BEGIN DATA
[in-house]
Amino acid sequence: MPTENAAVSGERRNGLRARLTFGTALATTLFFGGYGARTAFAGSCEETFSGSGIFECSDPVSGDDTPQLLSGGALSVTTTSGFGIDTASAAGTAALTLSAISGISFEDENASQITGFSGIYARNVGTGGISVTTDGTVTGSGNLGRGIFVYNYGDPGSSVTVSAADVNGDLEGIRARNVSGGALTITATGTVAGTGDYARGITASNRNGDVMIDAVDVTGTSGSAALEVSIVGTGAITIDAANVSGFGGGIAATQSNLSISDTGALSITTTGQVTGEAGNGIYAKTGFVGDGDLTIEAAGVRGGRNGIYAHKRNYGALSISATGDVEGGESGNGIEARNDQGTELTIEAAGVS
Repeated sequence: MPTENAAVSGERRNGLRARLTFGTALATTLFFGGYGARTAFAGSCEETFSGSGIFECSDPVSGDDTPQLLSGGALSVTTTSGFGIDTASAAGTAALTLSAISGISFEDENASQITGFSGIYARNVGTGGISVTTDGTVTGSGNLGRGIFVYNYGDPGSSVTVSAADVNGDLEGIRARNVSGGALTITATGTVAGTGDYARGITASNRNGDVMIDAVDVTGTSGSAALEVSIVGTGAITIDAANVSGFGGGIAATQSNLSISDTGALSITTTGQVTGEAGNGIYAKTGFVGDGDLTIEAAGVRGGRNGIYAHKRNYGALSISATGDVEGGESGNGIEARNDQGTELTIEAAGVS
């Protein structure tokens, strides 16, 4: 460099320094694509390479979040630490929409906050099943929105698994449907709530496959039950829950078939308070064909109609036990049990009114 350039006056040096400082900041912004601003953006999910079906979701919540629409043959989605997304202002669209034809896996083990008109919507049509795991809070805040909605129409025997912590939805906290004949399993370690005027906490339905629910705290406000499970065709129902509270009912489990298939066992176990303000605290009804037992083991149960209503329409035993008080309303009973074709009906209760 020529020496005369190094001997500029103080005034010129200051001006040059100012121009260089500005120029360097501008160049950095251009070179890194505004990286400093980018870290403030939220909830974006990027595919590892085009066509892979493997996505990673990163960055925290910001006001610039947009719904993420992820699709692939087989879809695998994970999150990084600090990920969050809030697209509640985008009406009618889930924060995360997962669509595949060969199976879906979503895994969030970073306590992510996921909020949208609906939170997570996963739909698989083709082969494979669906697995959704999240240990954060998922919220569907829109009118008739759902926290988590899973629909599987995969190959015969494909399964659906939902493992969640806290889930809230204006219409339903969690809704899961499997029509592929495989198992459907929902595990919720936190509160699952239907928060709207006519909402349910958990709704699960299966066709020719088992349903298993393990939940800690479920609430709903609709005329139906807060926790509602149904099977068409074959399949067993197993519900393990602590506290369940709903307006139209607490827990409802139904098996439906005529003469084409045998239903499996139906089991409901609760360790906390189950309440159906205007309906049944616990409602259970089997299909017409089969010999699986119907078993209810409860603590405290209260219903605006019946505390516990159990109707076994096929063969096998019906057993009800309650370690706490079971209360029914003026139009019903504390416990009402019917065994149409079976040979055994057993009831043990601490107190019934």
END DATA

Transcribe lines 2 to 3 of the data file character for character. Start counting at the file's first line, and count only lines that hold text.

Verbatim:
Amino acid sequence: MPTENAAVSGERRNGLRARLTFGTALATTLFFGGYGARTAFAGSCEETFSGSGIFECSDPVSGDDTPQLLSGGALSVTTTSGFGIDTASAAGTAALTLSAISGISFEDENASQITGFSGIYARNVGTGGISVTTDGTVTGSGNLGRGIFVYNYGDPGSSVTVSAADVNGDLEGIRARNVSGGALTITATGTVAGTGDYARGITASNRNGDVMIDAVDVTGTSGSAALEVSIVGTGAITIDAANVSGFGGGIAATQSNLSISDTGALSITTTGQVTGEAGNGIYAKTGFVGDGDLTIEAAGVRGGRNGIYAHKRNYGALSISATGDVEGGESGNGIEARNDQGTELTIEAAGVS
Repeated sequence: MPTENAAVSGERRNGLRARLTFGTALATTLFFGGYGARTAFAGSCEETFSGSGIFECSDPVSGDDTPQLLSGGALSVTTTSGFGIDTASAAGTAALTLSAISGISFEDENASQITGFSGIYARNVGTGGISVTTDGTVTGSGNLGRGIFVYNYGDPGSSVTVSAADVNGDLEGIRARNVSGGALTITATGTVAGTGDYARGITASNRNGDVMIDAVDVTGTSGSAALEVSIVGTGAITIDAANVSGFGGGIAATQSNLSISDTGALSITTTGQVTGEAGNGIYAKTGFVGDGDLTIEAAGVRGGRNGIYAHKRNYGALSISATGDVEGGESGNGIEARNDQGTELTIEAAGVS